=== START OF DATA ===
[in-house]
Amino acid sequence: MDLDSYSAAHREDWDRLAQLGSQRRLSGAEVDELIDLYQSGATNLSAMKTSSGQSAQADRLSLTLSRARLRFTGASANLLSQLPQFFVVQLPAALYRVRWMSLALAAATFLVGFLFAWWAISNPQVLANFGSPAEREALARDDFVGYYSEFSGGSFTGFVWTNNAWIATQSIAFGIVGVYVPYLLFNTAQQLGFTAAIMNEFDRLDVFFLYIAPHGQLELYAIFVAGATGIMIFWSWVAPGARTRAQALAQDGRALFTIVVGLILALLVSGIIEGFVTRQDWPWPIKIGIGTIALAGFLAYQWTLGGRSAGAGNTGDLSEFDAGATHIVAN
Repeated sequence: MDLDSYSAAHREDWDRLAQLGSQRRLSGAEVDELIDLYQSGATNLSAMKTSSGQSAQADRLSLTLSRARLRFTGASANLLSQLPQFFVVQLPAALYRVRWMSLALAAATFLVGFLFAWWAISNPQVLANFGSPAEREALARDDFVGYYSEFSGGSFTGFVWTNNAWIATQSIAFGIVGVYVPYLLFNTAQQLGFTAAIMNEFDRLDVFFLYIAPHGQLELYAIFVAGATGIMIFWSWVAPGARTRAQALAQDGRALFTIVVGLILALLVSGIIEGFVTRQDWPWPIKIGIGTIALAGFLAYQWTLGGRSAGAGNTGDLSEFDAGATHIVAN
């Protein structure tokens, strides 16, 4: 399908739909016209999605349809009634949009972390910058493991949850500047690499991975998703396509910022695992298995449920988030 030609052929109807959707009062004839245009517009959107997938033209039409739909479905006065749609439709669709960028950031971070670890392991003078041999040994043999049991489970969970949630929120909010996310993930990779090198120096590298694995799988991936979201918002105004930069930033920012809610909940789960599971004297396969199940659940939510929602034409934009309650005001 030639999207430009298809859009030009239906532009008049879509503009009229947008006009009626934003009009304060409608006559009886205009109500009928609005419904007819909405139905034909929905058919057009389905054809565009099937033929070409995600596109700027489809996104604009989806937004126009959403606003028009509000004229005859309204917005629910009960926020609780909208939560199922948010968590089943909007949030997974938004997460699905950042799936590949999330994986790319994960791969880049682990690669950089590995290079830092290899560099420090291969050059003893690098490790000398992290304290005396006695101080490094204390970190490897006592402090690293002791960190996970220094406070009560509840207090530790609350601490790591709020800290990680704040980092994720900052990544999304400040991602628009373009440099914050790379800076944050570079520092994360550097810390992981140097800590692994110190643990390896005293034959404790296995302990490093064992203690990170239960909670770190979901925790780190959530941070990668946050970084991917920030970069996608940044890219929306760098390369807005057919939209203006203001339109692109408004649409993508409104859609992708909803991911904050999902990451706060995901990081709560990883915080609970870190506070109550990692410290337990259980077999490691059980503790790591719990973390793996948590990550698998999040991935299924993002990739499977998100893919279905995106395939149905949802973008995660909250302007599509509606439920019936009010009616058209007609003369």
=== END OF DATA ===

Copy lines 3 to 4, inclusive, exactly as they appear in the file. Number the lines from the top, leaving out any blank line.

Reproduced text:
Repeated sequence: MDLDSYSAAHREDWDRLAQLGSQRRLSGAEVDELIDLYQSGATNLSAMKTSSGQSAQADRLSLTLSRARLRFTGASANLLSQLPQFFVVQLPAALYRVRWMSLALAAATFLVGFLFAWWAISNPQVLANFGSPAEREALARDDFVGYYSEFSGGSFTGFVWTNNAWIATQSIAFGIVGVYVPYLLFNTAQQLGFTAAIMNEFDRLDVFFLYIAPHGQLELYAIFVAGATGIMIFWSWVAPGARTRAQALAQDGRALFTIVVGLILALLVSGIIEGFVTRQDWPWPIKIGIGTIALAGFLAYQWTLGGRSAGAGNTGDLSEFDAGATHIVAN
């Protein structure tokens, strides 16, 4: 399908739909016209999605349809009634949009972390910058493991949850500047690499991975998703396509910022695992298995449920988030 030609052929109807959707009062004839245009517009959107997938033209039409739909479905006065749609439709669709960028950031971070670890392991003078041999040994043999049991489970969970949630929120909010996310993930990779090198120096590298694995799988991936979201918002105004930069930033920012809610909940789960599971004297396969199940659940939510929602034409934009309650005001 030639999207430009298809859009030009239906532009008049879509503009009229947008006009009626934003009009304060409608006559009886205009109500009928609005419904007819909405139905034909929905058919057009389905054809565009099937033929070409995600596109700027489809996104604009989806937004126009959403606003028009509000004229005859309204917005629910009960926020609780909208939560199922948010968590089943909007949030997974938004997460699905950042799936590949999330994986790319994960791969880049682990690669950089590995290079830092290899560099420090291969050059003893690098490790000398992290304290005396006695101080490094204390970190490897006592402090690293002791960190996970220094406070009560509840207090530790609350601490790591709020800290990680704040980092994720900052990544999304400040991602628009373009440099914050790379800076944050570079520092994360550097810390992981140097800590692994110190643990390896005293034959404790296995302990490093064992203690990170239960909670770190979901925790780190959530941070990668946050970084991917920030970069996608940044890219929306760098390369807005057919939209203006203001339109692109408004649409993508409104859609992708909803991911904050999902990451706060995901990081709560990883915080609970870190506070109550990692410290337990259980077999490691059980503790790591719990973390793996948590990550698998999040991935299924993002990739499977998100893919279905995106395939149905949802973008995660909250302007599509509606439920019936009010009616058209007609003369």